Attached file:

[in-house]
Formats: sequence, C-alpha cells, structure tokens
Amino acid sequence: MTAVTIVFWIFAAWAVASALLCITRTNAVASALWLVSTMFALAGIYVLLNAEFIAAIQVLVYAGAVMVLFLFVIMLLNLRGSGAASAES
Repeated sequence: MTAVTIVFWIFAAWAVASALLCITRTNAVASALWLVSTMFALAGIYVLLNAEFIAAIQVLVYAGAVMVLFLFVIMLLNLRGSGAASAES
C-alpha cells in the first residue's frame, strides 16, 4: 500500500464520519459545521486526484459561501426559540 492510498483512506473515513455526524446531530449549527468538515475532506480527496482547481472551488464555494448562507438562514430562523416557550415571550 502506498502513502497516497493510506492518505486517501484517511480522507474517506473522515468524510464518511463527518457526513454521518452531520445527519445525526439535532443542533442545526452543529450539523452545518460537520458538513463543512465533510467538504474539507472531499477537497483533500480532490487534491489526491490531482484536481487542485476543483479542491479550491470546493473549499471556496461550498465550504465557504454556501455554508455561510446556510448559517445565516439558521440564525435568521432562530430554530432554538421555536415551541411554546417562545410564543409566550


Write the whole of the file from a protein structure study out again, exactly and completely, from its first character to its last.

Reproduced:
[in-house]
Formats: sequence, C-alpha cells, structure tokens
Amino acid sequence: MTAVTIVFWIFAAWAVASALLCITRTNAVASALWLVSTMFALAGIYVLLNAEFIAAIQVLVYAGAVMVLFLFVIMLLNLRGSGAASAES
Repeated sequence: MTAVTIVFWIFAAWAVASALLCITRTNAVASALWLVSTMFALAGIYVLLNAEFIAAIQVLVYAGAVMVLFLFVIMLLNLRGSGAASAES
C-alpha cells in the first residue's frame, strides 16, 4: 500500500464520519459545521486526484459561501426559540 492510498483512506473515513455526524446531530449549527468538515475532506480527496482547481472551488464555494448562507438562514430562523416557550415571550 502506498502513502497516497493510506492518505486517501484517511480522507474517506473522515468524510464518511463527518457526513454521518452531520445527519445525526439535532443542533442545526452543529450539523452545518460537520458538513463543512465533510467538504474539507472531499477537497483533500480532490487534491489526491490531482484536481487542485476543483479542491479550491470546493473549499471556496461550498465550504465557504454556501455554508455561510446556510448559517445565516439558521440564525435568521432562530430554530432554538421555536415551541411554546417562545410564543409566550